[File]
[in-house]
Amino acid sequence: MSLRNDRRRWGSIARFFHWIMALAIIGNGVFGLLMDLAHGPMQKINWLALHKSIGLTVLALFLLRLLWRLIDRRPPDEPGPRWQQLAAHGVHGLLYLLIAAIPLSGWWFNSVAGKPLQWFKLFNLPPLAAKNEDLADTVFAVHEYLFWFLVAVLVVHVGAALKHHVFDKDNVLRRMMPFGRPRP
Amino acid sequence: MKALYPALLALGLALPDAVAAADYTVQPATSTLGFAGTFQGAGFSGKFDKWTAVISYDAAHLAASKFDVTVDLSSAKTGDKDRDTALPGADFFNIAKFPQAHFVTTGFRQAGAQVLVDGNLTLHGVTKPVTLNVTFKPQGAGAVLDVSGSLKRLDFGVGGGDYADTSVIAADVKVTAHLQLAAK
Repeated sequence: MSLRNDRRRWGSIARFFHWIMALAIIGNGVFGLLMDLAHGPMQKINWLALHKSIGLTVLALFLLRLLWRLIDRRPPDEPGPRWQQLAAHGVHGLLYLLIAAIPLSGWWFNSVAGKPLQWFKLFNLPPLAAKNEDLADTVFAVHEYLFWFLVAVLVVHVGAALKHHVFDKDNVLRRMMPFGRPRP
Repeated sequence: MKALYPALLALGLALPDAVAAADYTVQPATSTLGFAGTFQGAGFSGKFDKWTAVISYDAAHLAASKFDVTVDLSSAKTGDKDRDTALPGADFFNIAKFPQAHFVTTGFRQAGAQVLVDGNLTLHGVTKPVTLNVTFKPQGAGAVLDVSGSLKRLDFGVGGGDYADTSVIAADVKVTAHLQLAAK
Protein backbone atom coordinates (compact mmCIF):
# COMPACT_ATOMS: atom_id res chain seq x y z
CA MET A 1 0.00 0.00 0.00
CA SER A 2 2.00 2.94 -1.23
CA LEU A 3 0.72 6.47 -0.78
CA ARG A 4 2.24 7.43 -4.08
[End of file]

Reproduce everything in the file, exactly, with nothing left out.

[in-house]
Amino acid sequence: MSLRNDRRRWGSIARFFHWIMALAIIGNGVFGLLMDLAHGPMQKINWLALHKSIGLTVLALFLLRLLWRLIDRRPPDEPGPRWQQLAAHGVHGLLYLLIAAIPLSGWWFNSVAGKPLQWFKLFNLPPLAAKNEDLADTVFAVHEYLFWFLVAVLVVHVGAALKHHVFDKDNVLRRMMPFGRPRP
Amino acid sequence: MKALYPALLALGLALPDAVAAADYTVQPATSTLGFAGTFQGAGFSGKFDKWTAVISYDAAHLAASKFDVTVDLSSAKTGDKDRDTALPGADFFNIAKFPQAHFVTTGFRQAGAQVLVDGNLTLHGVTKPVTLNVTFKPQGAGAVLDVSGSLKRLDFGVGGGDYADTSVIAADVKVTAHLQLAAK
Repeated sequence: MSLRNDRRRWGSIARFFHWIMALAIIGNGVFGLLMDLAHGPMQKINWLALHKSIGLTVLALFLLRLLWRLIDRRPPDEPGPRWQQLAAHGVHGLLYLLIAAIPLSGWWFNSVAGKPLQWFKLFNLPPLAAKNEDLADTVFAVHEYLFWFLVAVLVVHVGAALKHHVFDKDNVLRRMMPFGRPRP
Repeated sequence: MKALYPALLALGLALPDAVAAADYTVQPATSTLGFAGTFQGAGFSGKFDKWTAVISYDAAHLAASKFDVTVDLSSAKTGDKDRDTALPGADFFNIAKFPQAHFVTTGFRQAGAQVLVDGNLTLHGVTKPVTLNVTFKPQGAGAVLDVSGSLKRLDFGVGGGDYADTSVIAADVKVTAHLQLAAK
Protein backbone atom coordinates (compact mmCIF):
# COMPACT_ATOMS: atom_id res chain seq x y z
CA MET A 1 0.00 0.00 0.00
CA SER A 2 2.00 2.94 -1.23
CA LEU A 3 0.72 6.47 -0.78
CA ARG A 4 2.24 7.43 -4.08